At Slack, every one of our processes and features has been designed with the primary goal of making Slack a workplace tool that feels human. We see ourselves as our users’ hosts, and we want them to feel comfortable and happy every time they’re in Slack. Our product isn’t just built for work — it’s built for people doing work, and everything we create is meant to forward our mission of making work life simpler, more pleasant and more productive.
Our job is to understand what people want, and then translate that value through thoughtfully designed, well-functioning products and features.
Against the backdrop of an unprecedented shift to remote work, we’ve seen an influx of people turning to Slack to make the transition to a digital-first workplace. Building thoughtful, intuitive products that add value, delight and human-centric experiences into peoples’ working lives has never been more important.
Product principles are essential guidelines that help teams evaluate work across functions.
To ensure we’re meeting our customers where they’re at, we created a set of guiding “product principles” that inform everything we build, and which serve as the foundation for our entire product decision-making process.
There’s business value in improving an organization’s processes, and we’ve been able to provide better experiences for our customers by enacting ever-evolving product principles and using them to evaluate our products and features. Any company can benefit from having product principles — it’s all about how you develop and deploy them across your organization.
First, what are product principles?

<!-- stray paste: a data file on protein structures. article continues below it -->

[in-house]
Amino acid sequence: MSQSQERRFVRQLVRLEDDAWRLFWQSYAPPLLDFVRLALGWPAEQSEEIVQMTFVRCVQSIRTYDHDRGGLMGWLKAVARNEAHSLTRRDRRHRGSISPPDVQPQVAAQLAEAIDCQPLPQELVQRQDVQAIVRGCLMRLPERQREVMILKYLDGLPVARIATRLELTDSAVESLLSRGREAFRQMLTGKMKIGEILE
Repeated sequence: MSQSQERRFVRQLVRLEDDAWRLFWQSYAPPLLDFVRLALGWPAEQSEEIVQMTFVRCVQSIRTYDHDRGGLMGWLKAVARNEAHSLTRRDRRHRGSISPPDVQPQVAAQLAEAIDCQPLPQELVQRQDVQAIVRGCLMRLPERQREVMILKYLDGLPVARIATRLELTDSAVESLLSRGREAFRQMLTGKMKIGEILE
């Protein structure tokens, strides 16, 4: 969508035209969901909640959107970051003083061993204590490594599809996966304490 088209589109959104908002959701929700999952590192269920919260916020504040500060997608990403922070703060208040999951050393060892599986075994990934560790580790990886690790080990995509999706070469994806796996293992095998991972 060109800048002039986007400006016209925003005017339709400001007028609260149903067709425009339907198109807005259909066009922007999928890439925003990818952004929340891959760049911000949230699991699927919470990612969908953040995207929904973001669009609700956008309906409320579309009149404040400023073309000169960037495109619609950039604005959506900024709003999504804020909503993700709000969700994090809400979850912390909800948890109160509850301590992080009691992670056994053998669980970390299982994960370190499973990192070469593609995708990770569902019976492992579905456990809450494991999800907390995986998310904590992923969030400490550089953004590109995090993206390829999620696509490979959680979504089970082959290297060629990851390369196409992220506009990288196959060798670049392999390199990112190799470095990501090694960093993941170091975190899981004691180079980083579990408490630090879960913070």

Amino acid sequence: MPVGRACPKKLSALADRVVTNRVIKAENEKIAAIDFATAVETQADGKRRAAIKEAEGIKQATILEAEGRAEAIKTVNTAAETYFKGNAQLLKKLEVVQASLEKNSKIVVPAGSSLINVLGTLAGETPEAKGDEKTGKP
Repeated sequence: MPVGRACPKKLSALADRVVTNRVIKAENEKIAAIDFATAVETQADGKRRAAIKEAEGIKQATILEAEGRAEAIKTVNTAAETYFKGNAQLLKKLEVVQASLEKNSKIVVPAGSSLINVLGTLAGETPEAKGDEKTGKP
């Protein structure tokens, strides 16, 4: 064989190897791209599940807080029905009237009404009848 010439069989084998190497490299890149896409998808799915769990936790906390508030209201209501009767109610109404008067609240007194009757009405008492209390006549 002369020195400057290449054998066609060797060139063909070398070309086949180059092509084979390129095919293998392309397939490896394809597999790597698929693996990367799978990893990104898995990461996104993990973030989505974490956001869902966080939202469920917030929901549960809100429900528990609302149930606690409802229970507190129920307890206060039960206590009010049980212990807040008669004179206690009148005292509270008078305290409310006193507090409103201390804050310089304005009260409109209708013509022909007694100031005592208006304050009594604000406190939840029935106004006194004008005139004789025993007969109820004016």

Product principles are essential guidelines that help teams evaluate work across functions, as well as up and down the decision-making chain, by ensuring all work ladders up to the organization’s ultimate goals. Better alignment, in turn, leads to better and faster product decisions.
Product principles should always evolve to keep up with the changing ways you work and what your customers need. At Slack, we currently have five principles that guide us:
- Don’t make me think.
- Be a great host.
- Prototype the path.
- Don’t reinvent the wheel.
- Make bigger, bolder bets.
By implementing these principles into all we build across teams — design, legal, marketing and more — they provide a shared framework for decision-making that keeps us aligned and therefore able to make better decisions, faster.
The idea of having principles themselves isn’t a new concept, but the creation process behind building and promoting these principles is often overlooked or underdeveloped.
Start with your product philosophy
Before building the principles themselves, it’s important to first establish your product philosophy, which will inform how your organization will ultimately view and abide by its principles.
At Slack, we embrace an approach we call “getting to the next hill.” While there is a long-term product strategy, we don’t spend a lot of time debating exactly where we’ll be in one or two years from now. Instead, we focus on more immediate, incremental moves to improve our customers’ working lives.
We’ve found that because Slack is used in so many different ways by so many different companies, it’s better to learn from how our customers use our features than from endlessly debating aspirational future ideas.